She liked numbers and sums. She devised a game in which each number was a family member and the “answer” made a family grouping with a story to it. Naught was a babe in arms. He gave no trouble. Whenever he appeared you just “carried” him. The figure 1 was a pretty baby girl, just learning to walk and easy to handle; 2 was a baby boy who could walk and talk a little… When Francie added a sum, she would fix a little story to go with the result. If the answer was 924, it meant that the little boy and girl were being minded by company while the rest of the family went out. 78 meant grandfather and grandmother sitting home by the fire of a winter’s evening. Each single combination of numbers was a new set-up for the family and no two stories were ever the same.
Francie took the game with her up into algebra. X was the boy’s sweetheart who came into the family life and complicated it. Y was the boyfriend who caused trouble. So arithmetic was a warm and human thing to Francie and occupied many lonely hours of her time. –my favorite quote about math from my favorite book, A Tree Grows in Brooklyn
I looked around the formerly 40-member class of Math 2500. Sixteen members looked back at me, and we all nervously grinned. The Withdrawal period had just ended; we were in it for the long haul.
Y’all, being a math major can be difficult. Think of where you are right now. Most of you reading this don’t even “like math.” To you, I say that you don’t know what you’re missing – math is incredibly beautiful. Equations can be messy but somehow always turn out pristine in the end, regardless of how much chalk [blood] is on your hands. There’s no better feeling than completing a proof… finally. And oh, you don’t like numbers? Math is so much more than that.
But here are some math secrets to all you who may suspect that somewhere in your soul, you really do like math. At least, kind of. Or you’re scared of taking your first (and only) calculus class in college.
- It’s not just about doing the problems
Sometimes, I get so caught up in problems that I forget about the overarching concepts. Think about the concepts. Talk through the concepts. Know how the concepts work, with or without the numbers that are taking variable’s places. How do the numbers interact? How do they talk to each other? Behind every equation is a story.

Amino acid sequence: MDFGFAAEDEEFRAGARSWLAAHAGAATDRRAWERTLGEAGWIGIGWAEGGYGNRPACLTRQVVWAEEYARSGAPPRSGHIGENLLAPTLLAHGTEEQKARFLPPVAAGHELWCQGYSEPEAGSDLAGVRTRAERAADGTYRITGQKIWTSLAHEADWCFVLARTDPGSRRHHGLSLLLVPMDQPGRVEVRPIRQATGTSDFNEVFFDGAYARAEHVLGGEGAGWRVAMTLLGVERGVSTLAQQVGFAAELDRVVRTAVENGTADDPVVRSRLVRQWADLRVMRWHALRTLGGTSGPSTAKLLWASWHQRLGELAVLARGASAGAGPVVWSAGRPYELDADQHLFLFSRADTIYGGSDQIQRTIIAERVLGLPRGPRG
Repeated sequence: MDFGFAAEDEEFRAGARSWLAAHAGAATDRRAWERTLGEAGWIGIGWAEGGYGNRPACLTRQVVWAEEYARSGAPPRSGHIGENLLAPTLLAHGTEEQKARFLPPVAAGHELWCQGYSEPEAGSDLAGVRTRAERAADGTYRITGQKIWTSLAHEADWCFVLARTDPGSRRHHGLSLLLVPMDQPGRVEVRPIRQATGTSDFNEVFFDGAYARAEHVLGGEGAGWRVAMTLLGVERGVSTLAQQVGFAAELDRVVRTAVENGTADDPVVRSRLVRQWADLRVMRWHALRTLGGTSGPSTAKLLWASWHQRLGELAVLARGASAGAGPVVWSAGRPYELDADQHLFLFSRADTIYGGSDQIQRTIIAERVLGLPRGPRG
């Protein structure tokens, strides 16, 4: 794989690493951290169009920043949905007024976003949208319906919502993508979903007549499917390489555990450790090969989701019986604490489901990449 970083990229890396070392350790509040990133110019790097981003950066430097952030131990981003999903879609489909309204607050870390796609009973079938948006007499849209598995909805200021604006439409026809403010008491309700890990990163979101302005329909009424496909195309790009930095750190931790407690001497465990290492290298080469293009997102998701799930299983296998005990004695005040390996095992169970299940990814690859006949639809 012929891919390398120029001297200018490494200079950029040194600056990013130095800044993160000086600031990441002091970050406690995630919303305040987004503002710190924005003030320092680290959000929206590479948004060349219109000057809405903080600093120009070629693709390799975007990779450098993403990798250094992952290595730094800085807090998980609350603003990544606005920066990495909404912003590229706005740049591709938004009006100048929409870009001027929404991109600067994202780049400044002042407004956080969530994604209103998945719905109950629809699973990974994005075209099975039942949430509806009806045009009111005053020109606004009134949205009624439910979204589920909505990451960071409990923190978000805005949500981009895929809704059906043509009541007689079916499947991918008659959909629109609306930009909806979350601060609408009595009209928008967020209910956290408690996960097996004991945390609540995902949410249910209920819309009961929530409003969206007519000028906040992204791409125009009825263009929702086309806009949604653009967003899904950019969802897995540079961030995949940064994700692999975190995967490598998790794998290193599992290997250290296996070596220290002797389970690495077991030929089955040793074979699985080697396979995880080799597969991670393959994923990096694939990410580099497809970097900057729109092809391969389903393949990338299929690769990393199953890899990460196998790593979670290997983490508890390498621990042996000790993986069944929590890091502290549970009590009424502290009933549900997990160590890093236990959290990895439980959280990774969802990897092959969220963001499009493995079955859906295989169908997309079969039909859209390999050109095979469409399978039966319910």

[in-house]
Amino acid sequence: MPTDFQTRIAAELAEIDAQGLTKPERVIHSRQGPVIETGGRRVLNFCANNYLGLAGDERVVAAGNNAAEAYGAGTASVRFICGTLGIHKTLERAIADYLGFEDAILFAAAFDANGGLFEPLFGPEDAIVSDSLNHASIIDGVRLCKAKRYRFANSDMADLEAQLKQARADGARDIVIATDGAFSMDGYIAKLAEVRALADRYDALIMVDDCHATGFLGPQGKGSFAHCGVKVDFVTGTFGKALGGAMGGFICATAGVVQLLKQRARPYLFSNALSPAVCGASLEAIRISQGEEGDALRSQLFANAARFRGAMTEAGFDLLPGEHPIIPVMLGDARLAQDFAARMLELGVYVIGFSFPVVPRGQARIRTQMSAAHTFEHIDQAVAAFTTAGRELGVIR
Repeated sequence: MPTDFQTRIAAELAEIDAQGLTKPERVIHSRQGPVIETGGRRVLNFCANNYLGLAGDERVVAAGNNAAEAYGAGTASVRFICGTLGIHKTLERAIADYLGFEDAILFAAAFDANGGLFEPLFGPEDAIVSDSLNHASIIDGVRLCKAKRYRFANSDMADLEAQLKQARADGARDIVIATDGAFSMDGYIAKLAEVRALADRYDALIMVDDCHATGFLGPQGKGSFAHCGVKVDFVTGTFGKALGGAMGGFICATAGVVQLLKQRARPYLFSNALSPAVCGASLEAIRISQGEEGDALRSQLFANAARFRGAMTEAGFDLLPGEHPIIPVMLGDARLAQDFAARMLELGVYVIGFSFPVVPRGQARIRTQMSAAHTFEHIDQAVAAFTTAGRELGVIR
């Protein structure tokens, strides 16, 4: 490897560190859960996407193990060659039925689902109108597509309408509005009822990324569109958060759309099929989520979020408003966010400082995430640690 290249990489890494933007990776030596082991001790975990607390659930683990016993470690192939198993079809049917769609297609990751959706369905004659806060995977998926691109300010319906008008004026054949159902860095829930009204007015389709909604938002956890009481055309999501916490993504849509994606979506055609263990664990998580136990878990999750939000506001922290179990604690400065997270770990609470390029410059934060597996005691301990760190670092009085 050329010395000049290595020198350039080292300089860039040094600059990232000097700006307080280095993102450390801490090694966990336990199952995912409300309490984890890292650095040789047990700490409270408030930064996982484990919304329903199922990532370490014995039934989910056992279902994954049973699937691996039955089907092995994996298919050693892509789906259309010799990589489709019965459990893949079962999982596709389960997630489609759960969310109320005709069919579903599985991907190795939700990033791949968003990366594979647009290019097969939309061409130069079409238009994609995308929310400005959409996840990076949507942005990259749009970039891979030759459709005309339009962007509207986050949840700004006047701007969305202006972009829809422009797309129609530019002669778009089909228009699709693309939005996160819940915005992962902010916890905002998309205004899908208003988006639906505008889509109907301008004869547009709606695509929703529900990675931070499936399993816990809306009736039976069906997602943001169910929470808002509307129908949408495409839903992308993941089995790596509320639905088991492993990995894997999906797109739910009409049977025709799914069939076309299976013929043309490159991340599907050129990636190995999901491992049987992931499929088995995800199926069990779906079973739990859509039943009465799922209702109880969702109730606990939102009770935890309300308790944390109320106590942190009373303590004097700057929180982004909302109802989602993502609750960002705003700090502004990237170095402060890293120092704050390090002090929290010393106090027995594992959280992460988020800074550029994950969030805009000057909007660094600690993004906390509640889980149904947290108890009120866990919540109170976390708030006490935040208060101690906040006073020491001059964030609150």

- With that said, do all the problems assigned… and then do twenty more.
I remember being shocked my freshman year in Algebra II when the math teacher told my mother, the orchestra teacher, over lunch that she assigned only the bare minimum of problems. If kids wanted to get A’s, she said, they would do them all. So I get it – you’ve done the problems, and now you think you’re good. So do more. Just to make sure.
- But Sophie! You just told me the problem with American education! You told me everything I hate! If I understand the concept, do I still have to keep doing problems?
If you can do that problem cold, then no. But if you can’t, if you’re struggling even a little bit to remember what to do next, imagine how much more so you will be struggling during a test, when your adrenaline’s up, when your palms are sweating just a little.
Also, pro tip: Use the chalkboards. I’m not sure if it’s the slight resistance of the chalk against the board, or the fact that you’re alone in a classroom, or just the professorial nature of it all, but I always remember things better when I use the chalkboard and explain them back to myself. Always.
- Sit and think.
Especially in the more advanced math classes, you just have to put down your book, stare into space, and think about what you just read. Deconstruct it and put it back together in your mind. Then pick your book up again.
One of my fatal flaws in the first semester of Math 2500 was rushing from thing to thing, thinking that if I knew how to do most of the proofs, I would be fine. But what I neglected to think about was my brain, which was so tired and overwhelmed from all the other stuff that I was thinking about, it didn’t have time just to sit and synthesize information. So give yourself that rest and relaxation that you need (with your math book!) to synthesize. It’s all about the synthesis.
My number one mistake freshman year was that I didn’t sleep. I thought I could do it all (Please read my “Just do Everything…!” posts. I’m going to keep that evidence of my naivete up on the Internet just for all of y’all who think you can do it all : ) You’re welcome. ) But your brain, especially when confronted with situations in which it doesn’t see a lot of rest, like theoretical math, needs to think. Really.
I hope that helped! Email me at Sophia.firstname.lastname@example.org if you need any advice on taking math classes at Vanderbilt. I’m going to tell you right now… Math 2500 is not for the faint of heart, and if you are in doubt about pursuing a hard calculus class, all my sources tell me to stay away from Math 1300 and 1301. Unless you really, really have to. 2300 and 2600 though? Rumors say that they’re good. :)